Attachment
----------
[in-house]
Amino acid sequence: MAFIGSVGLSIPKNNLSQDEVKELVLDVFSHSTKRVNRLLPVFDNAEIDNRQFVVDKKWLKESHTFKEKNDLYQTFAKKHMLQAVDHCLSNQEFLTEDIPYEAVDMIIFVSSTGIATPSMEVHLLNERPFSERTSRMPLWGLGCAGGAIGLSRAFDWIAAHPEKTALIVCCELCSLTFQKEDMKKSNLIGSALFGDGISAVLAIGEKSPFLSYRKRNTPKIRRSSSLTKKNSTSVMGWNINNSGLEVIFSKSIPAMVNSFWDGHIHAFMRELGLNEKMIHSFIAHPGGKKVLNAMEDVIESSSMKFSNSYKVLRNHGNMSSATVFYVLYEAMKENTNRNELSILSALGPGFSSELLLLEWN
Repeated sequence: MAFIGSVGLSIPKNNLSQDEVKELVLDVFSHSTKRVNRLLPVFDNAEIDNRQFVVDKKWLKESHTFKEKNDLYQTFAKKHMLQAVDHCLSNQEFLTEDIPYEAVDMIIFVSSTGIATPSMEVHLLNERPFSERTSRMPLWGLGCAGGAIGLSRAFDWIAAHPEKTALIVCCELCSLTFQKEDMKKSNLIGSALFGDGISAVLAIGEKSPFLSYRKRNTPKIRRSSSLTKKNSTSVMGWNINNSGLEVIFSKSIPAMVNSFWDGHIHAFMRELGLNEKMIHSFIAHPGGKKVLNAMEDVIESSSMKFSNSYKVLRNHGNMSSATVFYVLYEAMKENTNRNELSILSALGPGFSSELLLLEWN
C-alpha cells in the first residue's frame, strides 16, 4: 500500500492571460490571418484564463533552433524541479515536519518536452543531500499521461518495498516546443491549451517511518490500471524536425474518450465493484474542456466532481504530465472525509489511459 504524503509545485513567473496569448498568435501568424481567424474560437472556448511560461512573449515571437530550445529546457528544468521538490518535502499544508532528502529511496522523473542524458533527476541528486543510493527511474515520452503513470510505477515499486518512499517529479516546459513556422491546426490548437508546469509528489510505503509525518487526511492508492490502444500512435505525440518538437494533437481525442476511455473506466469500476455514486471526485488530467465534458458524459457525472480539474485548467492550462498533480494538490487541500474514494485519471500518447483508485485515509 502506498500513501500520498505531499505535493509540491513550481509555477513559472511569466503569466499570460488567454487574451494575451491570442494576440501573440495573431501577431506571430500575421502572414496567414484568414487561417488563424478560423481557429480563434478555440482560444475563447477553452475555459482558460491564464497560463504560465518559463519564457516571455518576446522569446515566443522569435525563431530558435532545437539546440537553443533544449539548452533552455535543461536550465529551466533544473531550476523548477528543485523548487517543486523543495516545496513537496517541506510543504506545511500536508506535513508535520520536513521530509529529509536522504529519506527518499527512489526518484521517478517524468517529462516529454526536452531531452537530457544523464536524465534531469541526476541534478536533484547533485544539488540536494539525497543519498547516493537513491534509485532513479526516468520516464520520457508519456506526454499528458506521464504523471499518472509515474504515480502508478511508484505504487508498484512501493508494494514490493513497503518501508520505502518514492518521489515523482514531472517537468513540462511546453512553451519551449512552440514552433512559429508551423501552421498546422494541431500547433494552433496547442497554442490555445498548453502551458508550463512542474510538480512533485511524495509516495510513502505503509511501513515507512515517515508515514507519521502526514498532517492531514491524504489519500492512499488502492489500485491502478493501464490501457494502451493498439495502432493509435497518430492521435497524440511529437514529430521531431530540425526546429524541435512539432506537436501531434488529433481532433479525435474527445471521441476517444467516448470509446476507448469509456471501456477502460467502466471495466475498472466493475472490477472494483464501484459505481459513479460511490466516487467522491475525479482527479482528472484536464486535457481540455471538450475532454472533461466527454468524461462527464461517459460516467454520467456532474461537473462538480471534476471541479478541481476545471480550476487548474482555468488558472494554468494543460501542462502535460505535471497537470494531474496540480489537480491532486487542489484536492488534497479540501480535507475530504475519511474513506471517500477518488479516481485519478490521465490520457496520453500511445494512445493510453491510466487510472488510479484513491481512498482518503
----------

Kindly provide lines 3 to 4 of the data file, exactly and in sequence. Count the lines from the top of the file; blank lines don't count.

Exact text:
Repeated sequence: MAFIGSVGLSIPKNNLSQDEVKELVLDVFSHSTKRVNRLLPVFDNAEIDNRQFVVDKKWLKESHTFKEKNDLYQTFAKKHMLQAVDHCLSNQEFLTEDIPYEAVDMIIFVSSTGIATPSMEVHLLNERPFSERTSRMPLWGLGCAGGAIGLSRAFDWIAAHPEKTALIVCCELCSLTFQKEDMKKSNLIGSALFGDGISAVLAIGEKSPFLSYRKRNTPKIRRSSSLTKKNSTSVMGWNINNSGLEVIFSKSIPAMVNSFWDGHIHAFMRELGLNEKMIHSFIAHPGGKKVLNAMEDVIESSSMKFSNSYKVLRNHGNMSSATVFYVLYEAMKENTNRNELSILSALGPGFSSELLLLEWN
C-alpha cells in the first residue's frame, strides 16, 4: 500500500492571460490571418484564463533552433524541479515536519518536452543531500499521461518495498516546443491549451517511518490500471524536425474518450465493484474542456466532481504530465472525509489511459 504524503509545485513567473496569448498568435501568424481567424474560437472556448511560461512573449515571437530550445529546457528544468521538490518535502499544508532528502529511496522523473542524458533527476541528486543510493527511474515520452503513470510505477515499486518512499517529479516546459513556422491546426490548437508546469509528489510505503509525518487526511492508492490502444500512435505525440518538437494533437481525442476511455473506466469500476455514486471526485488530467465534458458524459457525472480539474485548467492550462498533480494538490487541500474514494485519471500518447483508485485515509 502506498500513501500520498505531499505535493509540491513550481509555477513559472511569466503569466499570460488567454487574451494575451491570442494576440501573440495573431501577431506571430500575421502572414496567414484568414487561417488563424478560423481557429480563434478555440482560444475563447477553452475555459482558460491564464497560463504560465518559463519564457516571455518576446522569446515566443522569435525563431530558435532545437539546440537553443533544449539548452533552455535543461536550465529551466533544473531550476523548477528543485523548487517543486523543495516545496513537496517541506510543504506545511500536508506535513508535520520536513521530509529529509536522504529519506527518499527512489526518484521517478517524468517529462516529454526536452531531452537530457544523464536524465534531469541526476541534478536533484547533485544539488540536494539525497543519498547516493537513491534509485532513479526516468520516464520520457508519456506526454499528458506521464504523471499518472509515474504515480502508478511508484505504487508498484512501493508494494514490493513497503518501508520505502518514492518521489515523482514531472517537468513540462511546453512553451519551449512552440514552433512559429508551423501552421498546422494541431500547433494552433496547442497554442490555445498548453502551458508550463512542474510538480512533485511524495509516495510513502505503509511501513515507512515517515508515514507519521502526514498532517492531514491524504489519500492512499488502492489500485491502478493501464490501457494502451493498439495502432493509435497518430492521435497524440511529437514529430521531431530540425526546429524541435512539432506537436501531434488529433481532433479525435474527445471521441476517444467516448470509446476507448469509456471501456477502460467502466471495466475498472466493475472490477472494483464501484459505481459513479460511490466516487467522491475525479482527479482528472484536464486535457481540455471538450475532454472533461466527454468524461462527464461517459460516467454520467456532474461537473462538480471534476471541479478541481476545471480550476487548474482555468488558472494554468494543460501542462502535460505535471497537470494531474496540480489537480491532486487542489484536492488534497479540501480535507475530504475519511474513506471517500477518488479516481485519478490521465490520457496520453500511445494512445493510453491510466487510472488510479484513491481512498482518503